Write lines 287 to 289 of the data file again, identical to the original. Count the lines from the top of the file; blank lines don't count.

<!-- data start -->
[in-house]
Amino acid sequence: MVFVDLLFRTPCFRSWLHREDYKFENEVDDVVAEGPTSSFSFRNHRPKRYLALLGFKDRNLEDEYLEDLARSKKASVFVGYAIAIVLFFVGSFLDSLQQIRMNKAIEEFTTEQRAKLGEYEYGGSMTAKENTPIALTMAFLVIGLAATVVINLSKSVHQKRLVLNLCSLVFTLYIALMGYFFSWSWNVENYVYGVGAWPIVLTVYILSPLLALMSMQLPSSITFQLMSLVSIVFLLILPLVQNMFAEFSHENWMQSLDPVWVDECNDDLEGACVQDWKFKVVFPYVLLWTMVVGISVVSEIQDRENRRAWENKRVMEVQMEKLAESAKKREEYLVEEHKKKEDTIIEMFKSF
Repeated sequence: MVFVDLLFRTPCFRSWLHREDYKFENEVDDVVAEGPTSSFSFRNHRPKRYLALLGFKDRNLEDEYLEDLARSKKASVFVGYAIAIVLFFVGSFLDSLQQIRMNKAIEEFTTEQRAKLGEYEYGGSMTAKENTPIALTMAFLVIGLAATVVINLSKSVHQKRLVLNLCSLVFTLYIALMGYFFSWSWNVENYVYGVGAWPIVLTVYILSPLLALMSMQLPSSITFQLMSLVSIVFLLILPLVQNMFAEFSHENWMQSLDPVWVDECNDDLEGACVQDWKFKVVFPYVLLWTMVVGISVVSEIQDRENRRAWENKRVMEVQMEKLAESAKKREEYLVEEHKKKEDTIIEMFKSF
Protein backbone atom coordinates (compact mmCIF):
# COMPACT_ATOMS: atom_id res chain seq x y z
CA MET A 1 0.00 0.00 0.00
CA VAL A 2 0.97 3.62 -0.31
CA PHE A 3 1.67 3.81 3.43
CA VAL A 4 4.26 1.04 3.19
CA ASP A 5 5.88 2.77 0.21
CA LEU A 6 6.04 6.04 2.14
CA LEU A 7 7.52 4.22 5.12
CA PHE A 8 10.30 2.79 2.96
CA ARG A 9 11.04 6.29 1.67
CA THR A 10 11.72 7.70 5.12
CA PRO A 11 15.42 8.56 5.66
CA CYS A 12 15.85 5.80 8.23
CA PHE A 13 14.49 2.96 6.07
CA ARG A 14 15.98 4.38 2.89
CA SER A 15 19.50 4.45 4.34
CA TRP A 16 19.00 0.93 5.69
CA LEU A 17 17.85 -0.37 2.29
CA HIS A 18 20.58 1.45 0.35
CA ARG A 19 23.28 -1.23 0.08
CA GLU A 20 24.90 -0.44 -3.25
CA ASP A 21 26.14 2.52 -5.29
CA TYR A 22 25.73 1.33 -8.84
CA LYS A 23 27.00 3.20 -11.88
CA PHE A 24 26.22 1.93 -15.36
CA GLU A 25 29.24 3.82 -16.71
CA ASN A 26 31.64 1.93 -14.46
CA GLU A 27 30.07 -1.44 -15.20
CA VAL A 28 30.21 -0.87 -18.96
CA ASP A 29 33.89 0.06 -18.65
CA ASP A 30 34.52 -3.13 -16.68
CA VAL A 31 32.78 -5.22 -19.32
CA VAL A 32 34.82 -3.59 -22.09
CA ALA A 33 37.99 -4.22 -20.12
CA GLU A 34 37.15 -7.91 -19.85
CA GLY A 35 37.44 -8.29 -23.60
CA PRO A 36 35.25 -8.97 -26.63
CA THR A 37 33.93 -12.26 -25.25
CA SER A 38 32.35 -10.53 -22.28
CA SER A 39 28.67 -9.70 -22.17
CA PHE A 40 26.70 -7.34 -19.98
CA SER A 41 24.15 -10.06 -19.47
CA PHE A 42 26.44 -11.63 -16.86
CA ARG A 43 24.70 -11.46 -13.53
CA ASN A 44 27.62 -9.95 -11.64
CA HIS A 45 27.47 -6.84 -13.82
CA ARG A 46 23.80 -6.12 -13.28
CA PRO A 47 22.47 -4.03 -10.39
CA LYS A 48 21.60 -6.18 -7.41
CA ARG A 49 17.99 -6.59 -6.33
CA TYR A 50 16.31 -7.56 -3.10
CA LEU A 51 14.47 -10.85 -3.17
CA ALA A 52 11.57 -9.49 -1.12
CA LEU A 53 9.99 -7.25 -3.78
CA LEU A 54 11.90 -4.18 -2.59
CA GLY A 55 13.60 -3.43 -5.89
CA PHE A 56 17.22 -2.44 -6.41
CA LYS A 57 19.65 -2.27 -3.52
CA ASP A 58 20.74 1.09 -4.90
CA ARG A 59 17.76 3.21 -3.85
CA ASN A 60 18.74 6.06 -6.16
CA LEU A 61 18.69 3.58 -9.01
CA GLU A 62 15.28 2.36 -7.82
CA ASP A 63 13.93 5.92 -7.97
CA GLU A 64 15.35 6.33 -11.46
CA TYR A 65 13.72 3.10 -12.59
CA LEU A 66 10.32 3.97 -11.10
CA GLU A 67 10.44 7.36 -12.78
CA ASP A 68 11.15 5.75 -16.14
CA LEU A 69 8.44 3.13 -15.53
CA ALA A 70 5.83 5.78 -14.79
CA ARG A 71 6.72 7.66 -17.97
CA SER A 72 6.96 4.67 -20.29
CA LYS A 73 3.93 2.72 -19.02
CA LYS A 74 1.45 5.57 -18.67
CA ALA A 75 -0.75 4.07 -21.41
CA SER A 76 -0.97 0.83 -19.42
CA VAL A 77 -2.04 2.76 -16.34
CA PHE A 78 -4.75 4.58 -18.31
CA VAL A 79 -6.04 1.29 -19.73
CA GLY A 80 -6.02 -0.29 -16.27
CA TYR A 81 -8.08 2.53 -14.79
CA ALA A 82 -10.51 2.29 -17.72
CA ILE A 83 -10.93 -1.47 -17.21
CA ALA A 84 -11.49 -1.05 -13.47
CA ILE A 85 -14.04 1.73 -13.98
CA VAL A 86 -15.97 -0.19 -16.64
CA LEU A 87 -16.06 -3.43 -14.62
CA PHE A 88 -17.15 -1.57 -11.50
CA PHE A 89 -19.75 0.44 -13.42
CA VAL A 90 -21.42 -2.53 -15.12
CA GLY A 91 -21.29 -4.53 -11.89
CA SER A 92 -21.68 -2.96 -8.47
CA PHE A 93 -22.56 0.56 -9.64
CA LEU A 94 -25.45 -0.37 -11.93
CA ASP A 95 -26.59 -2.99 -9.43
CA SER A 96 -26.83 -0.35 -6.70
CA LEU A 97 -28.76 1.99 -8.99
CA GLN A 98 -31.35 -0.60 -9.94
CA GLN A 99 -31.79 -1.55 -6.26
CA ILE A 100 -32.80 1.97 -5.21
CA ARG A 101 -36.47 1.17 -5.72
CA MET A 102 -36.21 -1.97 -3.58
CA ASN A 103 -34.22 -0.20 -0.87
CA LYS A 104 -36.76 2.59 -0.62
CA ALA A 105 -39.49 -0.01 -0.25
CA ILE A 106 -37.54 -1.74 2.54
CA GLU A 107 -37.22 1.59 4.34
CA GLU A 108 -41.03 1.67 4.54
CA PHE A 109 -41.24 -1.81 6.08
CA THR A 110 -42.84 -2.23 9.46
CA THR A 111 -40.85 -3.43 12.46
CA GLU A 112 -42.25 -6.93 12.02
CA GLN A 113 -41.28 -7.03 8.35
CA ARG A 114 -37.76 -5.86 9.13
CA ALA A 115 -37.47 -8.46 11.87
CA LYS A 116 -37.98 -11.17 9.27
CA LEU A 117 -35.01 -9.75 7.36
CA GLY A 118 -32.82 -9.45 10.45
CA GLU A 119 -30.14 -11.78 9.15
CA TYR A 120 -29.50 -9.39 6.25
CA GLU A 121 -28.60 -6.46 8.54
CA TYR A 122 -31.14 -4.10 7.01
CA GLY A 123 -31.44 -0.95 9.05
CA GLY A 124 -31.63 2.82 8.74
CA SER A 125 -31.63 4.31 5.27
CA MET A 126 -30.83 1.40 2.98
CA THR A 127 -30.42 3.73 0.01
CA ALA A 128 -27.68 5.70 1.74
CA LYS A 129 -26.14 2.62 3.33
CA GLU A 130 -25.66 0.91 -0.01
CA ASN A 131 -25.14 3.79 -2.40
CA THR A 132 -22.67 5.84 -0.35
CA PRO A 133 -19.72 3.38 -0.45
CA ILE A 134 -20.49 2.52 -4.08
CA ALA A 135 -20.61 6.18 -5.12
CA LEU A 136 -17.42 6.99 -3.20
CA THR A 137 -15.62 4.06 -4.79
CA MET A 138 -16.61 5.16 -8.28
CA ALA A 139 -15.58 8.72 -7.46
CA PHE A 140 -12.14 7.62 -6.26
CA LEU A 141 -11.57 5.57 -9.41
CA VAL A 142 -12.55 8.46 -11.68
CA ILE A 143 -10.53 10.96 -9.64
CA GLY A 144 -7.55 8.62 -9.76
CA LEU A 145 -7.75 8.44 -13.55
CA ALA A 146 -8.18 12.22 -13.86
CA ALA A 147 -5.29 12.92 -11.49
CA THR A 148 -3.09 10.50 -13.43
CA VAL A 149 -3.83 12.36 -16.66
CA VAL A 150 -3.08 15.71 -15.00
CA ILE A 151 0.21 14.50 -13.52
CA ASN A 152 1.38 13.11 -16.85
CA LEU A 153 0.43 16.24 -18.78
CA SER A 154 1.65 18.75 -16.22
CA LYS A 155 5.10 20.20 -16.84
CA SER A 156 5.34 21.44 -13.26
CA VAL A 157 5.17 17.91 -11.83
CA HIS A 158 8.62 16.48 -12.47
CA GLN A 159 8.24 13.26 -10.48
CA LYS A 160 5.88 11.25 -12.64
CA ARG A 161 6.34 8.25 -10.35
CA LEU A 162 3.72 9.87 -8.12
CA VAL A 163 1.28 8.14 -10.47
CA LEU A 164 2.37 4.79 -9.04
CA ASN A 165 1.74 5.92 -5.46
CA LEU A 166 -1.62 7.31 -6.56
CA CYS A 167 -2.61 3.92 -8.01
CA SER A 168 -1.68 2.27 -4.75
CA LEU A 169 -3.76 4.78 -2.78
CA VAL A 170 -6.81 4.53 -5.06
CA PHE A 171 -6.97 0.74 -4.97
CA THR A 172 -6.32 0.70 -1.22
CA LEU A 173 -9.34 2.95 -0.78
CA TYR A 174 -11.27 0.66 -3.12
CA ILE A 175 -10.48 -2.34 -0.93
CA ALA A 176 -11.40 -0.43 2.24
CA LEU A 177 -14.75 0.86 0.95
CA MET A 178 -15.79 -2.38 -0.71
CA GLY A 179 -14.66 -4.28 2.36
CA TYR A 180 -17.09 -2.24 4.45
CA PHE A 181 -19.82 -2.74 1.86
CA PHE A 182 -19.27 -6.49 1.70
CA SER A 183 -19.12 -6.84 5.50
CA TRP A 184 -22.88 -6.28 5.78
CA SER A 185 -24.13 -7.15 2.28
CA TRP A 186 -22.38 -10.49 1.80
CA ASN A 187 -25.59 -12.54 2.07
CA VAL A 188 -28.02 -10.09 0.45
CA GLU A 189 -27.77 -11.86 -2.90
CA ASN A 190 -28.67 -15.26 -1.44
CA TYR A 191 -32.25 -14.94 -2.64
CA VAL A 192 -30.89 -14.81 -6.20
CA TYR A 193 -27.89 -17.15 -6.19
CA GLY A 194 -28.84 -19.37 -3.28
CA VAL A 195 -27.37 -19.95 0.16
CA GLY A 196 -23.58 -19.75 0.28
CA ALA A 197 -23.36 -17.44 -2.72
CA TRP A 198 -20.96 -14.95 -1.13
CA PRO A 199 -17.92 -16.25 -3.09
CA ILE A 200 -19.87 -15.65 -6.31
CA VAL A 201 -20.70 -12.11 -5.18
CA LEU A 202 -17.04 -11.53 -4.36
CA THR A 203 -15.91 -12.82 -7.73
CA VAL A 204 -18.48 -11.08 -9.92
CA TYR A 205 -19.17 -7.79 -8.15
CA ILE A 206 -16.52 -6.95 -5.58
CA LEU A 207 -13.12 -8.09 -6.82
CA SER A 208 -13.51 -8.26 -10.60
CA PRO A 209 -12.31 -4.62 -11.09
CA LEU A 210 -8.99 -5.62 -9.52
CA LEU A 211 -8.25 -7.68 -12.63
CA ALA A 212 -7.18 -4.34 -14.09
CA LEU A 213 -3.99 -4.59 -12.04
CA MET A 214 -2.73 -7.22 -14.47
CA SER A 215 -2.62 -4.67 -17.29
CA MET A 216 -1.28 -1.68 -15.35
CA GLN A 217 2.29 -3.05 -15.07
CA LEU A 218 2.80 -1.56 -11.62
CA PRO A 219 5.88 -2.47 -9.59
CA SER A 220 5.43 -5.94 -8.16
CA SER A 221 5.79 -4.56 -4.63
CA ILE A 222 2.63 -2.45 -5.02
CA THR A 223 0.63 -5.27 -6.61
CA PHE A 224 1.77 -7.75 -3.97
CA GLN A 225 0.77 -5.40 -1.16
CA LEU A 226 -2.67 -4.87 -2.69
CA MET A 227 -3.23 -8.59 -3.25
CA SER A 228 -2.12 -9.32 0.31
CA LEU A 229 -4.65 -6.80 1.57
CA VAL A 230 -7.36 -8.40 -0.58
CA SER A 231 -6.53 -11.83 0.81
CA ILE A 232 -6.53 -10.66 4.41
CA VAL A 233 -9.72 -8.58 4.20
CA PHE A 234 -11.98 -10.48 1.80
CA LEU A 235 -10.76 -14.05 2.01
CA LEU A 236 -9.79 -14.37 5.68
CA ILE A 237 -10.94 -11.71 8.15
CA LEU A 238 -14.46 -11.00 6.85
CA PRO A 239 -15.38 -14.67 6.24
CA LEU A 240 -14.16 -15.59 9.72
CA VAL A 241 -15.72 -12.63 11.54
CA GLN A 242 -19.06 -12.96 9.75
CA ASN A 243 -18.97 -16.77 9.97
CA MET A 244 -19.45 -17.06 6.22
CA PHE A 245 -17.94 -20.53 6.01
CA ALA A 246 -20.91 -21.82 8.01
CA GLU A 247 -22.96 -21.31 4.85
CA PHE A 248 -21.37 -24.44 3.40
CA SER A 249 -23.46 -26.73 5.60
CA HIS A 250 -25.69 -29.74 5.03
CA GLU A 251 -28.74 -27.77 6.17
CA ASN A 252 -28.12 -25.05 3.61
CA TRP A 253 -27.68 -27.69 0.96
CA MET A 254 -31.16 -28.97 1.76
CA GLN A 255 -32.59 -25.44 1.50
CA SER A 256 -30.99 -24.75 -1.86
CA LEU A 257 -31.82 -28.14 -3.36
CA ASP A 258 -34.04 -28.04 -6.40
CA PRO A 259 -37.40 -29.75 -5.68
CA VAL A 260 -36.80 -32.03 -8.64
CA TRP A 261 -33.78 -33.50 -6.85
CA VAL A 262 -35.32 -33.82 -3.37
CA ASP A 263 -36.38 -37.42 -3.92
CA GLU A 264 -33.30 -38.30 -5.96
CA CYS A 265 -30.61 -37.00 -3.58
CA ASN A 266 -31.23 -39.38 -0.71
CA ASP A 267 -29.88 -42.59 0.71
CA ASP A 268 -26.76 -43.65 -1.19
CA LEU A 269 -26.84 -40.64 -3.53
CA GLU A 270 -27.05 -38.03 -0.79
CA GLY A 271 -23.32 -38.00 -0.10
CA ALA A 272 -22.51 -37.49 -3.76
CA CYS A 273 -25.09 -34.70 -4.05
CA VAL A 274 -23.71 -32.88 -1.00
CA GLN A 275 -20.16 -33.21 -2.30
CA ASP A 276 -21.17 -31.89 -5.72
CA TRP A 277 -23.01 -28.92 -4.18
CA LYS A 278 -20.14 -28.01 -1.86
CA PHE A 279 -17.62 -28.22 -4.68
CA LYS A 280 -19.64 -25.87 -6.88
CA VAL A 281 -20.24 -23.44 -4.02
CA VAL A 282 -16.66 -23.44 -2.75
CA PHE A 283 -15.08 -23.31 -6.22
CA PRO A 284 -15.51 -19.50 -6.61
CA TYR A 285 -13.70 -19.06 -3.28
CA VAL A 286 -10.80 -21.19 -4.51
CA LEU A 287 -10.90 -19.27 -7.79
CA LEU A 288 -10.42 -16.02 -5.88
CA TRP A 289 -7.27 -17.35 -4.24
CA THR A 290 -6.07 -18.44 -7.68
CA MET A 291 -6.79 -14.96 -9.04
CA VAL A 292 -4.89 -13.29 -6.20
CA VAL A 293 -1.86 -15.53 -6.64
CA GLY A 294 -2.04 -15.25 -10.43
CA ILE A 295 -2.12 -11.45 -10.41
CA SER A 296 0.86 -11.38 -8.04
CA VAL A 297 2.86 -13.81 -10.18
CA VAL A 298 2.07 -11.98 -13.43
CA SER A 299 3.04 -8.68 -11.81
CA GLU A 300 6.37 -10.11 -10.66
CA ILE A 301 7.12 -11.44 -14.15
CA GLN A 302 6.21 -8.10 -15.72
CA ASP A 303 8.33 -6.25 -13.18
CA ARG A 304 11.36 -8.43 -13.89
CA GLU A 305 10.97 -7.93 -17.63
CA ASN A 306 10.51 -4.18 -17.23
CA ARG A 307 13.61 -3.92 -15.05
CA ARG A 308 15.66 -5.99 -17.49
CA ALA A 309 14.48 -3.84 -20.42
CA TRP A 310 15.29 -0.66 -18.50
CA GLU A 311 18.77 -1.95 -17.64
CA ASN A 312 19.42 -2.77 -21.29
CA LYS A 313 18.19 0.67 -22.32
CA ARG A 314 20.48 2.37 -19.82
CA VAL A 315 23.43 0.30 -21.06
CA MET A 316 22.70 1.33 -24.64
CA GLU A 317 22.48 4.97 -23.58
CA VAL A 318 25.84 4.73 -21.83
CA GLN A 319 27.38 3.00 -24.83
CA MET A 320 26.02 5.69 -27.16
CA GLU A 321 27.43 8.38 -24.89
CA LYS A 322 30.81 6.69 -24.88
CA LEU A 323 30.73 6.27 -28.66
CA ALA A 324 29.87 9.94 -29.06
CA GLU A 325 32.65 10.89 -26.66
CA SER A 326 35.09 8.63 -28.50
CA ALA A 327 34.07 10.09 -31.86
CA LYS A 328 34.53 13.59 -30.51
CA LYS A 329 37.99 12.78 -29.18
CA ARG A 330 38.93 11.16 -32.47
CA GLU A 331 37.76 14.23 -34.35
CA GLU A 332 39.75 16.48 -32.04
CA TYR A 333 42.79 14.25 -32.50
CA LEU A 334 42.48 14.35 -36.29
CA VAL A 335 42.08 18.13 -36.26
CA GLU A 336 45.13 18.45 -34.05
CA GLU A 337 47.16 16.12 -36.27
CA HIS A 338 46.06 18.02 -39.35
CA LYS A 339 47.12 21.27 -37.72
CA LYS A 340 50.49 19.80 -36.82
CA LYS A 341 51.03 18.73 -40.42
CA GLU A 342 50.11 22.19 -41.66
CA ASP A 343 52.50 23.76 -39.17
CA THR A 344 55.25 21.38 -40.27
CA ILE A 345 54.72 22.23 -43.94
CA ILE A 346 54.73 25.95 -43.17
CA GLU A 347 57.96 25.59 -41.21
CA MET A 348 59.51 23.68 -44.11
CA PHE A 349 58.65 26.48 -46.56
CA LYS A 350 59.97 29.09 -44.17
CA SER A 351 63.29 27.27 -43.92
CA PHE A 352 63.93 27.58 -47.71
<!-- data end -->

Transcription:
CA VAL A 282 -16.66 -23.44 -2.75
CA PHE A 283 -15.08 -23.31 -6.22
CA PRO A 284 -15.51 -19.50 -6.61